We didn’t have a backsplash before, and it was something I really wanted, so we spent some time comparing what was available. We finally decided on a mosaic pattern we liked and headed off to Home Depot to buy it, but once we got there with our paint swatch from the cabinets and compared the two, it turned out the colors didn’t go together as well as we expected. Luckily, there was another mosaic in stock that ended up being a perfect match. Not only did the browns go well, but there were little stainless steel tiles mixed in that matched nicely to our new cabinet hardware. Here’s a link to the pattern.

Our old kitchen floor was a gray ceramic tile that, at the time the house was built, was probably a premium add-on. It was nice, but over time we’ve gotten pretty sick of it. For one, it’s so hard (I think the builders glued it right to the concrete subfloor rather than lay any kind of barrier underneath to cushion it) that anything you drop shatters on impact. And for another, due to that lack of barrier, as the house has settled over the years, cracks have started to form in it. Between that and general chipping from use, it was looking pretty crappy. Also, gray wasn’t going to go with our new color scheme, so a new floor was needed. Problem was, we didn’t want more hard tile (or the work that would go into removing the current tile), so we found a different kind of flooring at a local surplus store that works really well with our new design. It’s essentially a laminate wood – the kind where the planks lock together and float over a thin foam under… thing. But instead of a wood face, it was designed to look like tiles. You can’t really tell it’s not tile until you walk on it. The real test will be the next time we drop something. By getting this kind of floor, we were able to install it right on top of the tile. Much less work, and with no grouting to deal with, it’ll probably be easier to clean.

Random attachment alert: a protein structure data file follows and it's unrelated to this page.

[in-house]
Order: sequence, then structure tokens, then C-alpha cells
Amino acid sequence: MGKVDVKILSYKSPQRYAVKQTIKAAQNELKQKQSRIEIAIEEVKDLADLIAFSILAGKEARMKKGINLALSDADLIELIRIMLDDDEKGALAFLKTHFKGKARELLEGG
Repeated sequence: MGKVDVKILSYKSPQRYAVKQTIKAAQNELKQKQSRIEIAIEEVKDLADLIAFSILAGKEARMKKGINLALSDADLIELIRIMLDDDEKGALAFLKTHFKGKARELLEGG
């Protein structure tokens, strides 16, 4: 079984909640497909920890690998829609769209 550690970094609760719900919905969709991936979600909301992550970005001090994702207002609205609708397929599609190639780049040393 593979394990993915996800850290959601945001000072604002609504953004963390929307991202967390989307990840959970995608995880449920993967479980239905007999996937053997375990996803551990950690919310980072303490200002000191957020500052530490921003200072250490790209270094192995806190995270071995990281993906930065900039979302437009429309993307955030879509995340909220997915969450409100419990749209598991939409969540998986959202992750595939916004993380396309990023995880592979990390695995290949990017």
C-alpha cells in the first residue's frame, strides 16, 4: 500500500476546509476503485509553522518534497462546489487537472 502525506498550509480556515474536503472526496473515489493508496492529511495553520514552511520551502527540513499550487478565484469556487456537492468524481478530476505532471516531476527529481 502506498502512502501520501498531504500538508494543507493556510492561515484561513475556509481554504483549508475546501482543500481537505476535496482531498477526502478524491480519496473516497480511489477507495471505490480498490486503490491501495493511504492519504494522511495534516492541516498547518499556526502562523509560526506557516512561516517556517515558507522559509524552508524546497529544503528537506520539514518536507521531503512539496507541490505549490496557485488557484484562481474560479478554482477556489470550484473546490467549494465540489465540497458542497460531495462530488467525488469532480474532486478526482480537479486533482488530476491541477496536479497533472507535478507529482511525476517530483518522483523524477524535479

So that’s our new kitchen. Now that the work is done, maybe I can get back to editing that damn book…

1 comment:

  1. Paint is great when it comes to changing the theme of a room while on a tight budget. And I love the mosaic pattern of your backsplash. It definitely serves as an additional decorative, durable, and easy-to-clean element in the kitchen. :)

    Alana Geikie